‘Cryptojacking’ Software Infect more than 300 Websites

5136 Total Views

‘Cryptojacking’ Software Attack Hits more than Three Hundred Websites

Hackers have attacked hundreds of websites running the DrupalĀ  Content Management System with Malicious Software used to mine the digital currency monero.

Troy Mursch revealed this latest incident. According to reports, he wrote on Saturday that the hackers had attacked more than 300 websites who have installed the browser mining software Coinhive, which mine digital currency monero, by misusing a vulnerability in an old version of the Drupal content management system (CMS).

“Cryptojacking,” as similar attacks are called, has turned into a common problem as of late. The hackers used to favor ransom attacks in which they would scramble data and demand ransoms in bitcoin and another digital currency to decrypt it. They now frequently affect websites with software that harnesses visitors computer to mine digital currency on the attacker’s behalf.

Troy Mursch told that while cryptojacking is not as apparent as ransomware, “continues to be a problem – especially for website operators.”

He described:

“This is because Coinhive and other cryptojacking services (malware) are simply done with JavaScript. Every modern browser and a device can run JavaScript, so as such, everybody can mine digital currency and unfortunately Coinhive has been used and abused time and time again. In this particular case, Drupal users need to update as soon as possible.”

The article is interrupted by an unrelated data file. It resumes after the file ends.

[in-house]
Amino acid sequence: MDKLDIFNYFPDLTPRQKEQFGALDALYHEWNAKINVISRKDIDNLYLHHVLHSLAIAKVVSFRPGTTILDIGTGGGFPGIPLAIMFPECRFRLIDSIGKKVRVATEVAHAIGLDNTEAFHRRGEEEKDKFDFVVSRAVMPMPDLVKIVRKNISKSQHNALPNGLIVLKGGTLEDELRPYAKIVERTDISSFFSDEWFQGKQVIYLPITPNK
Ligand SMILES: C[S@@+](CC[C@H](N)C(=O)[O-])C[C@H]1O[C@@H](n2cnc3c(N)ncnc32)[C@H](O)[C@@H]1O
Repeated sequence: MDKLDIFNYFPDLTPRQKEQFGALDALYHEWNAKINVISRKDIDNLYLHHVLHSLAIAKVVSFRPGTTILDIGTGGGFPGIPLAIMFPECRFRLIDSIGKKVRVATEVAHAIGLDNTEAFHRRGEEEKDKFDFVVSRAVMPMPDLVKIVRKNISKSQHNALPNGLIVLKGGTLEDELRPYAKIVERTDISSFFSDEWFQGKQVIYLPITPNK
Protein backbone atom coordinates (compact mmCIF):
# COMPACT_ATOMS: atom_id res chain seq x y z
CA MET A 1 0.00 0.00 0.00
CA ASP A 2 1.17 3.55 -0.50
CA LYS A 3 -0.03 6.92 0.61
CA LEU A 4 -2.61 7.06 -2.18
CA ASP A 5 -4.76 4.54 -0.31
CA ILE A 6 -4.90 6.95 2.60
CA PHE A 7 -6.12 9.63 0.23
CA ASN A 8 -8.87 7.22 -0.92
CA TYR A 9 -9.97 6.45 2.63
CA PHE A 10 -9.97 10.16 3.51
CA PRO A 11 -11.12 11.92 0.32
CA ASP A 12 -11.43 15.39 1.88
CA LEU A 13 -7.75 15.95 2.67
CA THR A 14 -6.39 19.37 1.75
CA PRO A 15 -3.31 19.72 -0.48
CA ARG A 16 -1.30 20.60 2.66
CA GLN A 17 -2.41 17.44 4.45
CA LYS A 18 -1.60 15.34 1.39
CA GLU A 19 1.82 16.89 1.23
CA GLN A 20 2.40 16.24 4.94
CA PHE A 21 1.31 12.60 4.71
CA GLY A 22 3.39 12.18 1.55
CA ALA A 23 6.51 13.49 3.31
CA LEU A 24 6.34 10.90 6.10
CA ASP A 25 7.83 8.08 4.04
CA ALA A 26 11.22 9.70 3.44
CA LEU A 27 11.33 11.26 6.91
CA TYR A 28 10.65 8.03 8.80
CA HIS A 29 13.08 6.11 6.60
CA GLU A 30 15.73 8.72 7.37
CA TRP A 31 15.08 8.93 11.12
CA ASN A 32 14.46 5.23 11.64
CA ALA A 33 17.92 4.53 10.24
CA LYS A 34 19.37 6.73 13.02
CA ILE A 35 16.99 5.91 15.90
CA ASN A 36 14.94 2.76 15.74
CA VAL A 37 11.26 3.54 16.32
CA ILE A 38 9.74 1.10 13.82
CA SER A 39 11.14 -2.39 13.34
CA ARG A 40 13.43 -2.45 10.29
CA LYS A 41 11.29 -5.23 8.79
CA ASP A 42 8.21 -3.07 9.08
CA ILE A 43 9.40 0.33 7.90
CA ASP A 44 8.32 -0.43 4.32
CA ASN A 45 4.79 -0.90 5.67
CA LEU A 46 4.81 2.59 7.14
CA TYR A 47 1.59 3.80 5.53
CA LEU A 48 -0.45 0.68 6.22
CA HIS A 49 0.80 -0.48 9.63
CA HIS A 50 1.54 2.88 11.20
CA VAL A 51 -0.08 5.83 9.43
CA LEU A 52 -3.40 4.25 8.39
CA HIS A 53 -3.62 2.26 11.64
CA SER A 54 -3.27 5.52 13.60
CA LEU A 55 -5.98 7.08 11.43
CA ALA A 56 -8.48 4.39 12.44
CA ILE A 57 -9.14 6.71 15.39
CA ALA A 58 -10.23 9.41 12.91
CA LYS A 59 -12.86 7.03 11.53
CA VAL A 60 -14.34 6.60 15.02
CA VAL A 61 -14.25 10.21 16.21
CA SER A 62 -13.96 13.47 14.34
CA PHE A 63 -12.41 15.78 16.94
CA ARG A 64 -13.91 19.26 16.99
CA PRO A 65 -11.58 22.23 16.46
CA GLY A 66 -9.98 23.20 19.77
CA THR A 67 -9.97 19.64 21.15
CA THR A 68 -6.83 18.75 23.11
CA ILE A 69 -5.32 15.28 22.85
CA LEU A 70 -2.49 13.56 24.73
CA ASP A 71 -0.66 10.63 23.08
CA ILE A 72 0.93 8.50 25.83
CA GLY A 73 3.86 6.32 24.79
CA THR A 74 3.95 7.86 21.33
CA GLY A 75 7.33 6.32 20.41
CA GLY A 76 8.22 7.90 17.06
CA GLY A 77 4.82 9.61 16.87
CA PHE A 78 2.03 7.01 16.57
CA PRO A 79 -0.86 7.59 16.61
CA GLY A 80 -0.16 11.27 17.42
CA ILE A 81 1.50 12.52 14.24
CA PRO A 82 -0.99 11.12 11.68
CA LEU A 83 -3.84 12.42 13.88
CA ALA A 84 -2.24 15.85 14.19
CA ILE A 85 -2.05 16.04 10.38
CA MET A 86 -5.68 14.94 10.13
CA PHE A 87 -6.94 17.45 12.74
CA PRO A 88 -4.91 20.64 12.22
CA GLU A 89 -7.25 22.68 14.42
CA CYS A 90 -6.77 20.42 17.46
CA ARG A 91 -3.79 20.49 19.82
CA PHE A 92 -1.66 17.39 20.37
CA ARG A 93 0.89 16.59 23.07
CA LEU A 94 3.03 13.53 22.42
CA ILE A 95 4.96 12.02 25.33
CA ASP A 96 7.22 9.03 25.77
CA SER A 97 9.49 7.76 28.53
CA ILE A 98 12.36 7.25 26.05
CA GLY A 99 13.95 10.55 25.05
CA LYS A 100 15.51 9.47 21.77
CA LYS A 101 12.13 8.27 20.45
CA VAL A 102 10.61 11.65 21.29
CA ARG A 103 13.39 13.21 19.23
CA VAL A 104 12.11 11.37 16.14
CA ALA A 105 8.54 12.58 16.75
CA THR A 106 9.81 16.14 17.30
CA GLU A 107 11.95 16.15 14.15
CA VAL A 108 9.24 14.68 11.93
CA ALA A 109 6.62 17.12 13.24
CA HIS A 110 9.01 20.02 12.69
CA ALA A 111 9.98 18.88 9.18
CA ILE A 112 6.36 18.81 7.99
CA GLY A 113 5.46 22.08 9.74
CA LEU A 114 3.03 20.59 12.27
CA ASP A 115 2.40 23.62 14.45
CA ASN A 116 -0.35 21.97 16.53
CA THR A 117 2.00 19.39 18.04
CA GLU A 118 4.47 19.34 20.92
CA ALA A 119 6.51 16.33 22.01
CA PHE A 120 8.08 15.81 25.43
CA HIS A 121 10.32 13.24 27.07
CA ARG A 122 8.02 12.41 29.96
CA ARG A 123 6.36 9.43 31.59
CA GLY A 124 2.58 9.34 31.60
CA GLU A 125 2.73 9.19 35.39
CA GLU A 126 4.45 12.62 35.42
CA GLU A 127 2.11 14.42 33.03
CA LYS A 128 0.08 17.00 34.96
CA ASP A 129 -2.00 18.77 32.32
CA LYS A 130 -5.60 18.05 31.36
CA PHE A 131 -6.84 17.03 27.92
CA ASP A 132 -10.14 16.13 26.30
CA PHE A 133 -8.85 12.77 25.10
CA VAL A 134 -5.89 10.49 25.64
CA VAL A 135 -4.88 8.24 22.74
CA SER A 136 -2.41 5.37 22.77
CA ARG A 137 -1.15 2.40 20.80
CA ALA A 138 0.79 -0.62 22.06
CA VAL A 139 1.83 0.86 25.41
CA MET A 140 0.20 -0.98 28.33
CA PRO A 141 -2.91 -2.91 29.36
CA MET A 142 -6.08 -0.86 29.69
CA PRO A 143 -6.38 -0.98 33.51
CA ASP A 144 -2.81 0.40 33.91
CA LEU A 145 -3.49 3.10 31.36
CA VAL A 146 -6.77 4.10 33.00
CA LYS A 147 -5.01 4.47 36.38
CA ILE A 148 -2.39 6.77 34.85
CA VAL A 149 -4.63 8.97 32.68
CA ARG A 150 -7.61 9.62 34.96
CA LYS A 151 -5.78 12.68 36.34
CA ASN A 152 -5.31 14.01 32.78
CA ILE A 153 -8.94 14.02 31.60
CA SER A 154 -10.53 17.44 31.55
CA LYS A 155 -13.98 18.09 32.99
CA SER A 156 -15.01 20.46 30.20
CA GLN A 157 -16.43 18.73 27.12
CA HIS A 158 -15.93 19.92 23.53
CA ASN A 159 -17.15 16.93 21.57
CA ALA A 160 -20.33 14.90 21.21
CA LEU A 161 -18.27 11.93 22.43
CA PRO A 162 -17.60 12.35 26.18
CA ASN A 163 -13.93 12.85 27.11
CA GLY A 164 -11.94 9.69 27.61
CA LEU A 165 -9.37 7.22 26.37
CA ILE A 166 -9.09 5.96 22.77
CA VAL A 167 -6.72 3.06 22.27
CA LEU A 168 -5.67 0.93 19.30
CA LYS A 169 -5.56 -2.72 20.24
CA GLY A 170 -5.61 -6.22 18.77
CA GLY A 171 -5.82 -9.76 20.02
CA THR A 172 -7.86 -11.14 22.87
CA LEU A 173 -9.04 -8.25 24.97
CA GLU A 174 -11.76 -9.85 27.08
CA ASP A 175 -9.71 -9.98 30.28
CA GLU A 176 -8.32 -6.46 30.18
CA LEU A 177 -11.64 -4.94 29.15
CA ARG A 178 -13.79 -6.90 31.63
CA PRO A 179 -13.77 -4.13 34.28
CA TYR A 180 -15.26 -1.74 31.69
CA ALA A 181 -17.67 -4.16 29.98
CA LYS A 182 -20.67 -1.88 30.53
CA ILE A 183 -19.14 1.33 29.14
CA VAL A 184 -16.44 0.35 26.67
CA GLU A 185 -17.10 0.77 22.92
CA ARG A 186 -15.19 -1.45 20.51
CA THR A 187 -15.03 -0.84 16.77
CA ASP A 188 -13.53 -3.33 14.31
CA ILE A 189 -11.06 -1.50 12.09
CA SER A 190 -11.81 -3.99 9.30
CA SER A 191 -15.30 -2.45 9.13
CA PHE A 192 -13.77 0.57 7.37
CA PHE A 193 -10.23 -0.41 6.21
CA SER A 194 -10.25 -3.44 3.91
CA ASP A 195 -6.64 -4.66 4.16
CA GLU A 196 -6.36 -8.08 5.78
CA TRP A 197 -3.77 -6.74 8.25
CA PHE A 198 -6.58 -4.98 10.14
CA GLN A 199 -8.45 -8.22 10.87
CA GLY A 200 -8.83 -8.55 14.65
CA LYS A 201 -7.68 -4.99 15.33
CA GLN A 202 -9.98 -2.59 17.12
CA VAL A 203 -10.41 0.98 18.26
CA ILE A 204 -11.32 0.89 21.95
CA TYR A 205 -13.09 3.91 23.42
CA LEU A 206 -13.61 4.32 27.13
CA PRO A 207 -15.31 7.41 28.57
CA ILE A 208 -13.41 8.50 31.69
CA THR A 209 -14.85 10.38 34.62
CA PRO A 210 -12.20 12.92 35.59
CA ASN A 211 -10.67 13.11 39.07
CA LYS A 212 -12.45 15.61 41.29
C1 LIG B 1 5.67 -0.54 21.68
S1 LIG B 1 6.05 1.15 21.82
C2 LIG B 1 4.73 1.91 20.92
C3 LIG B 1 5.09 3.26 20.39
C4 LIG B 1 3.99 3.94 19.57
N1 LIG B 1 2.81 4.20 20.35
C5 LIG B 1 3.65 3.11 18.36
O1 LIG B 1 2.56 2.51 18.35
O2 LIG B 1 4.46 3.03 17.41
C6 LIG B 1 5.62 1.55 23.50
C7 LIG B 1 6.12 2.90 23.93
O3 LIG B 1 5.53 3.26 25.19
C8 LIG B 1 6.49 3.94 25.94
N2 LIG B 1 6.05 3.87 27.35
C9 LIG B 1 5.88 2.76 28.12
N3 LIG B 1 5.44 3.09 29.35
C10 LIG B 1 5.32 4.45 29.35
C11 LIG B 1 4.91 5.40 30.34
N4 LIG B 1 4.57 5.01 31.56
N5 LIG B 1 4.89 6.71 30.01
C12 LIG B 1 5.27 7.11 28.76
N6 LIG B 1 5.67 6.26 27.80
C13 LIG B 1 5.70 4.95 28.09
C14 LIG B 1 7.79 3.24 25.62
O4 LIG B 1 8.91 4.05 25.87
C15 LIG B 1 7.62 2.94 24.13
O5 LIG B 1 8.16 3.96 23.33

Infected websites include the City of Marion, the University of Aleppo, the San Diego Zoo, the National Labor Relations Board, the Ringling College of Art and Design and the government of Chihuahua, Mexico. An entire list of affected websites is available in this Spreadsheet.

Users to affected sites may not even notice that their computers are running the cryptographic function used to create monero for the hackers. The attacks slow users computer down and however can cause wear and tear on computer’s processors.

Not all Coinhive users are malicious, though. Salon, a news outlet, and UNICEF use the software to raise funds although only run it with visitors’ consent.

Nishanth Shetty

Nishanth Shetty is a technical writer, author and a crypto-advisor working at Cryptofame. Based in the city of dreams, Mumbai, on the west coast of India. He holds a bachelors degrees from Mangalore University. Nishanth has a myriad experience of technical writings for tech brands. His interests include technology, travel, and food.